One of the shows I've been watching lately kept using some more classical forms of Japanese for style purposes, that I was not too familiar with ; this led me to notice how 得る{える} was often used as an auxiliary verb. For example, this makes constructions like 有り{あり}得ない{えない} way easier to remember now that I can see the how it's built.

Looking more into it, it seems (explained in here) that it can indeed be used to indicate potential as a somewhat old/formal form.

The modern potential form 〜られる/〜える looks very similar however (as alluded to in here), especially for godan verbs.

My hypothesis is that the modern 〜える (for godan verbs) directly comes from 得る, and that 〜られる (for ichidan verbs) was initially some kind of alternate construction (the only thing that comes to mind is a contraction of something involving ある like 食べれ・あれ・得る → 食べられる).

Is there any definite proof of the connection between the two? What transformations led to the construction of the modern form, if there is such a connection?


According to this paper, the current Japanese 可能形 at least in part likely derives from the passive, due to, as stated in the paper, the passive expressing:

An action realized without regard for the will of the subject

A cursory search on wikipedia suggests that the passive る and らる endings (which developed into the current れる and られる endings) derive not from 得る but 生【あ】る, with る attached to the 未然形 of verbs that undergo 四段活用, ナ変格活用, and ラ行変格活用 (e.g. 住む→住まる) to preserve the original ある pronunciation of the suffix, and らる attached to the 未然形 of all other verbs (e.g. 当つ→当てらる) as their 未然形 wouldn't end in a member of the ア段. While this does not explain why ら was selected for らる, it does confirm that the られる ending most likely does not have anything to do with 得る.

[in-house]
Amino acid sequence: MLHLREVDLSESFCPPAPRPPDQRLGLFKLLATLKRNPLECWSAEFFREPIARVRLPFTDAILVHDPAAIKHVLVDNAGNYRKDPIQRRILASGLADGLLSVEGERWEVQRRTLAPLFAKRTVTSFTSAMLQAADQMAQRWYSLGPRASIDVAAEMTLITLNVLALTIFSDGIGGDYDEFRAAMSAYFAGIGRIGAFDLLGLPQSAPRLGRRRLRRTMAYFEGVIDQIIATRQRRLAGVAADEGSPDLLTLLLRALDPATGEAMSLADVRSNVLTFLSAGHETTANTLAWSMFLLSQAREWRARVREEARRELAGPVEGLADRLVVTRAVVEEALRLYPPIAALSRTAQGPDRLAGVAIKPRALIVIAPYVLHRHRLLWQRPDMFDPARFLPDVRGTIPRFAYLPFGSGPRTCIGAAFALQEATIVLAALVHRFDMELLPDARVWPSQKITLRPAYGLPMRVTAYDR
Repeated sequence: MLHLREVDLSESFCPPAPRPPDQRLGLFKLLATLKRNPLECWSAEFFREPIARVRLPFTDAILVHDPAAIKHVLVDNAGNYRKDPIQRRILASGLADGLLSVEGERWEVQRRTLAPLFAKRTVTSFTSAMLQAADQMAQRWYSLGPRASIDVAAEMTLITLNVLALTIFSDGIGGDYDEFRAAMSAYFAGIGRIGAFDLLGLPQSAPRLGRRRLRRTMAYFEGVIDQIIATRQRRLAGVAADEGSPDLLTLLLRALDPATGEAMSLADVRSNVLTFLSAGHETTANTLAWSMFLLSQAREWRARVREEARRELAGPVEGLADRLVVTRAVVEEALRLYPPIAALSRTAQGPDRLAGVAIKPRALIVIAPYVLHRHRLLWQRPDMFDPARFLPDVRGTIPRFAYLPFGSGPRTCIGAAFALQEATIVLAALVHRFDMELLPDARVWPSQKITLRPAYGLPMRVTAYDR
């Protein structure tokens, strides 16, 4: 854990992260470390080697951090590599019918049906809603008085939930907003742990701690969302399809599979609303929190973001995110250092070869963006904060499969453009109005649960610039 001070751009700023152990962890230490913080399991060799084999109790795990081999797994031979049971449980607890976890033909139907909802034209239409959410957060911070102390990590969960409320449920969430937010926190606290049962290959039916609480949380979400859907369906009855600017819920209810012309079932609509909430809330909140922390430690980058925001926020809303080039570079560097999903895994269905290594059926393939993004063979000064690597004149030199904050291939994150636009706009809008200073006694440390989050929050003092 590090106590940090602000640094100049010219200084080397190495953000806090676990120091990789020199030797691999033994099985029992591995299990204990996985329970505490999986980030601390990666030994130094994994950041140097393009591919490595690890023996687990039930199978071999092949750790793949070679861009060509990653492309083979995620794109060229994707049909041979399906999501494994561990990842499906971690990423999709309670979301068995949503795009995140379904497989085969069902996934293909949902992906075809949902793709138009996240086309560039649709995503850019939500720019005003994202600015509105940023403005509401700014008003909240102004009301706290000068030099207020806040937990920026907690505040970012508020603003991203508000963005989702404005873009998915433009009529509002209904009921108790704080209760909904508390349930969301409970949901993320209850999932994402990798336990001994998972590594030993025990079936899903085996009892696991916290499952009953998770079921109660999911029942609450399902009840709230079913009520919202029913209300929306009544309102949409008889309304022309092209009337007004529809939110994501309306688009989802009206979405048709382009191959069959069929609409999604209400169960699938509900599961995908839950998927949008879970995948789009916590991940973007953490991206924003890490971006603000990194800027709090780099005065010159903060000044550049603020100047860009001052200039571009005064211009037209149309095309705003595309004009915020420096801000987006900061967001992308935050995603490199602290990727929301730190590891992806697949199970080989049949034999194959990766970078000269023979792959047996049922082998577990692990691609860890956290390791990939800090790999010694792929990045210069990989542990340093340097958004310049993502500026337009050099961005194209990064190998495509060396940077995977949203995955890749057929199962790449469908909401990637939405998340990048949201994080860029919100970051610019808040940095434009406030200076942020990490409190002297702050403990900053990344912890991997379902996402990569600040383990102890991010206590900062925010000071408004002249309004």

As an aside, the trend where old 二段動詞 became 一段動詞 (上ぐ→上げる、寝【ぬ】→寝る、生く→生きる/生ける、〜る→〜れる、〜らる→〜られる等) is loosely referred to as 二段動詞の一段化 (you can read a bit about it here and here), and has absolutely nothing to do with 得る.

  • Thank you for the summary (and for the links!), this is super interesting! And while these historical bits of info are hard to search for at my Japanese level they also happen to help getting some grammatical points of the modern language into my brain ;) – F.X. Sep 7 '20 at 18:31

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